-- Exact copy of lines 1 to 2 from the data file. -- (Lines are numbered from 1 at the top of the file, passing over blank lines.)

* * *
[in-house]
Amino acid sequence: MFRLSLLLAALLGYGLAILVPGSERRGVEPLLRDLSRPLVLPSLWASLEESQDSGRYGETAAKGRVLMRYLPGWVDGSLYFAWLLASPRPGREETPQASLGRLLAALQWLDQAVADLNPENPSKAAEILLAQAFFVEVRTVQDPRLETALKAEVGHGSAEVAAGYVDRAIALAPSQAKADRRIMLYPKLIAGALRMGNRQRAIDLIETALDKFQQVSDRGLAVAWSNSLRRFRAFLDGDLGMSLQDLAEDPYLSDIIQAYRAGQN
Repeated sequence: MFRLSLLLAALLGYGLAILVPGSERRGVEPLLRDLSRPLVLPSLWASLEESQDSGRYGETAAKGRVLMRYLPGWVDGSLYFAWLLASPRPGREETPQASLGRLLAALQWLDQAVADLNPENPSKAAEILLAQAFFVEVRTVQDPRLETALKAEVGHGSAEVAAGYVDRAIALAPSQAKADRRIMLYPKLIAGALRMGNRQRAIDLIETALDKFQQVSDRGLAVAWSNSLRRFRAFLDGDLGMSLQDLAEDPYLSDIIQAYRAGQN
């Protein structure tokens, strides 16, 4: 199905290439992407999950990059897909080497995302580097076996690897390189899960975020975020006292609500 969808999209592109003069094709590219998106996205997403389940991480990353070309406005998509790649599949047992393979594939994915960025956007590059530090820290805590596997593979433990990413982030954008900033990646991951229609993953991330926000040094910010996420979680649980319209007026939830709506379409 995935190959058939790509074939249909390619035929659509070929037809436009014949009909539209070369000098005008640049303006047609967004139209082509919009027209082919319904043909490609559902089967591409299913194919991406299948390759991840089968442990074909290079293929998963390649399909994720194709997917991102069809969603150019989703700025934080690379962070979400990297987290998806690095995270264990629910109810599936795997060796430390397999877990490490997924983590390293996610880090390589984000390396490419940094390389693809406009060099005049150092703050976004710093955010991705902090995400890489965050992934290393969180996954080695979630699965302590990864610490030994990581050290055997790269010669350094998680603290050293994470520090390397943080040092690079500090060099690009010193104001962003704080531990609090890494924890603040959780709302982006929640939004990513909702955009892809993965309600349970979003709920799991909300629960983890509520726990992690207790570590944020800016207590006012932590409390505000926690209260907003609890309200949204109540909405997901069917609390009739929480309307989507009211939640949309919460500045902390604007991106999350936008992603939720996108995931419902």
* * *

[in-house]
Amino acid sequence: MFRLSLLLAALLGYGLAILVPGSERRGVEPLLRDLSRPLVLPSLWASLEESQDSGRYGETAAKGRVLMRYLPGWVDGSLYFAWLLASPRPGREETPQASLGRLLAALQWLDQAVADLNPENPSKAAEILLAQAFFVEVRTVQDPRLETALKAEVGHGSAEVAAGYVDRAIALAPSQAKADRRIMLYPKLIAGALRMGNRQRAIDLIETALDKFQQVSDRGLAVAWSNSLRRFRAFLDGDLGMSLQDLAEDPYLSDIIQAYRAGQN